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NAACP Statement on Federal Court Decision Blocking Parts of Florida’s Voter Registration Law

(Washington, DC) – The NAACP has released the following statement regarding the decision of the U.S. District Court for the Northern District of Florida to block the enforcement of some of the most egregious components of Florida’s new third-party voter registration law:

From Benjamin Todd Jealous, President and CEO of the National NAACP:

“This decision is the first step towards turning back the egregious assault on voting rights that Florida passed in to law last year,” stated NAACP President and CEO Benjamin Todd Jealous.  “This law is a blatant and malicious attack on the rights of Florida’s citizens and those who seek to ensure their participation in upcoming elections.  As the court noted, many parts of this law are harsh, impractical, burdensome and unconstitutional. We hope that the courts take the next step and strike this law down permanently.”

From Adora Obi Nweze, President of the Florida State Conference of the NAACP:

“This decision is a critical victory in the fight to protect the voting rights of thousands of Floridians who will depend on third-party, non-partisan groups like the NAACP to register for upcoming elections,” stated Florida State Conference President Adora Obi Nweze. “The NAACP is now better positioned to help our community ensure their voices are heard at the ballot box. “

The 48-hour restriction that was rejected by the Court today was brought to national attention in March when an incident involving the Okaloosa County Branch of the NAACP was profiled by the New York Times. Branch President Sabu L. Williams received a letter from the Florida Secretary of State warning that signatures collected on the Sunday of the Martin Luther King holiday were “untimely under the law” because they had been turned in 49 hours after they were gathered -- even though elections offices had been closed that Monday in observance of the holiday. The letter further warned the NAACP that “any future violation of the third-party voter registration law may result in my referral of the matter to the attorney general for an enforcement action.”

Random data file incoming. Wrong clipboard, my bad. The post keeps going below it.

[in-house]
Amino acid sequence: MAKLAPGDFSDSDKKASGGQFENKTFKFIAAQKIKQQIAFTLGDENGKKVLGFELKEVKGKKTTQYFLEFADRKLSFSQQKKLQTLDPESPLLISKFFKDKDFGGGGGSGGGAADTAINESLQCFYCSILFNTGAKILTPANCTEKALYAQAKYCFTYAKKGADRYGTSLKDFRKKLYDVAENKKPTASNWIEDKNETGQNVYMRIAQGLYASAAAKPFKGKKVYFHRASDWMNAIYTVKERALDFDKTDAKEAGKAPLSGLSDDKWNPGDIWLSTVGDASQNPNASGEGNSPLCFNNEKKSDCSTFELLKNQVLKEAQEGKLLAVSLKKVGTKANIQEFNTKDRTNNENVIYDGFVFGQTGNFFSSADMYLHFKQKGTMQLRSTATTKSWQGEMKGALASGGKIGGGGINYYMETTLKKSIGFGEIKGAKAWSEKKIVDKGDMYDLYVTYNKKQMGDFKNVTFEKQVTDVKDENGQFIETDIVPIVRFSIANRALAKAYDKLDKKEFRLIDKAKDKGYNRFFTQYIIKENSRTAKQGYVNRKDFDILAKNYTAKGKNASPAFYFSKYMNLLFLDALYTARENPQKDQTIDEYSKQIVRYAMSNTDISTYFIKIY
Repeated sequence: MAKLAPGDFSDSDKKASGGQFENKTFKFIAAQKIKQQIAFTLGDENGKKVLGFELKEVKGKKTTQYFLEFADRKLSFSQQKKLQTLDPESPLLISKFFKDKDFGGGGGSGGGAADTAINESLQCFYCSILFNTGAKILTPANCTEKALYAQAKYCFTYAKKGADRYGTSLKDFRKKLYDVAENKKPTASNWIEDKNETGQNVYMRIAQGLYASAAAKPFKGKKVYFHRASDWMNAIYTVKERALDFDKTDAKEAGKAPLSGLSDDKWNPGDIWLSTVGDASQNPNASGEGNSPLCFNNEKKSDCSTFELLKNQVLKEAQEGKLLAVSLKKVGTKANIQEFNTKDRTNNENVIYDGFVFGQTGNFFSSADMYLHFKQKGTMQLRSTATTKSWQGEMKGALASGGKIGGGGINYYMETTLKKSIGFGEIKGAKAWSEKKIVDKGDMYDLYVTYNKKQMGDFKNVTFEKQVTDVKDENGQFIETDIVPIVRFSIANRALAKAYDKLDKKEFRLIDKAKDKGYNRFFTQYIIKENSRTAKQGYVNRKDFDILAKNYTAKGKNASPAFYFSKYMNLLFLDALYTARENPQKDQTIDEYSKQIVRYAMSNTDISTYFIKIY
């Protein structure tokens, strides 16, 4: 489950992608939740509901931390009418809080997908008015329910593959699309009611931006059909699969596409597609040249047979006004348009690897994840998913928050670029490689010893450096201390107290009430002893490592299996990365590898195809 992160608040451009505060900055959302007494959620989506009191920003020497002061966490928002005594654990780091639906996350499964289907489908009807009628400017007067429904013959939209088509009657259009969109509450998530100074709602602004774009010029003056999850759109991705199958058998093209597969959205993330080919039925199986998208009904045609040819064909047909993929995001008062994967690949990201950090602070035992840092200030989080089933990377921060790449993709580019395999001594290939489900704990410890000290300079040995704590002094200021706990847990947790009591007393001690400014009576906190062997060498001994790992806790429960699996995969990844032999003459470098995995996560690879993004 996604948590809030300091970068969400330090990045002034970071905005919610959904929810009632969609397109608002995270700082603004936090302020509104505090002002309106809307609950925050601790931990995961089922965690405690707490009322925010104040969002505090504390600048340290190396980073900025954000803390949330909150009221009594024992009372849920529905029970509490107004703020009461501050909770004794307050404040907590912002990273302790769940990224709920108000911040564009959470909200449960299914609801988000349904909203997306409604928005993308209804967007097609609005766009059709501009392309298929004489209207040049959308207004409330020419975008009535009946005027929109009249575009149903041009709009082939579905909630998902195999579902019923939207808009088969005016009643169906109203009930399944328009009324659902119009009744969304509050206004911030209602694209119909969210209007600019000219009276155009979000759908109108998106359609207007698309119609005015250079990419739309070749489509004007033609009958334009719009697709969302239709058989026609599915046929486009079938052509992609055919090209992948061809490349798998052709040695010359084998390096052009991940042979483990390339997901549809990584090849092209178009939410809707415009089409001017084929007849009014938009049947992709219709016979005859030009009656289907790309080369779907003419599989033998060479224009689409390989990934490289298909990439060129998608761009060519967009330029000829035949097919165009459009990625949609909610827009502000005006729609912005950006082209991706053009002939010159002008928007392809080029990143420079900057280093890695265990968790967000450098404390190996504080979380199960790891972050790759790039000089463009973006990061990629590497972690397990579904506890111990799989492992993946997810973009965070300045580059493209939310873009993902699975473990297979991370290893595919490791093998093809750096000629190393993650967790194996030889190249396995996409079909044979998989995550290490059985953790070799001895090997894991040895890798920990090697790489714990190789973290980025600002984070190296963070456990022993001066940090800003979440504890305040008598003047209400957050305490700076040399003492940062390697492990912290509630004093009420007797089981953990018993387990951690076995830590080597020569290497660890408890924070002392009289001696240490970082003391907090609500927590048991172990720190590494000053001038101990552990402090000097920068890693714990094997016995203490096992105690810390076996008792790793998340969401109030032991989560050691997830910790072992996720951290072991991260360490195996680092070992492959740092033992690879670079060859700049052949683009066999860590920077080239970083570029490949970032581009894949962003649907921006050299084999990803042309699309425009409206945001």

The Court’s ruling granted a temporary injunction on the enforcement of the following new registration requirements:  that groups submit all completed voter registration applications to the state within 48 hours of collection; that individuals who do not physically collect voter registration forms pre-register with the state before engaging in any voter registration activity; that organizations give the state notice within 10 days when any volunteer or employee stops volunteering for the organization; that individuals who engage in voter registration sign a form threatening them with criminal penalties before they may register voters; and  that organizations send a monthly report to the state listing the number of voter registration applications the organization distributed and received.  The Court’s full ruling can be found here.

Last December, the NAACP released the report “Defending Democracy” which detailed the various attacks on voting rights, including Florida’s change to third party, non partisan voter registration procedures.  The full report is at


Founded in 1909, the NAACP is the nation's oldest and largest civil rights organization. Its members throughout the United States and the world are the premier advocates for civil rights in their communities, conducting voter mobilization and monitoring equal opportunity in the public and private sectors.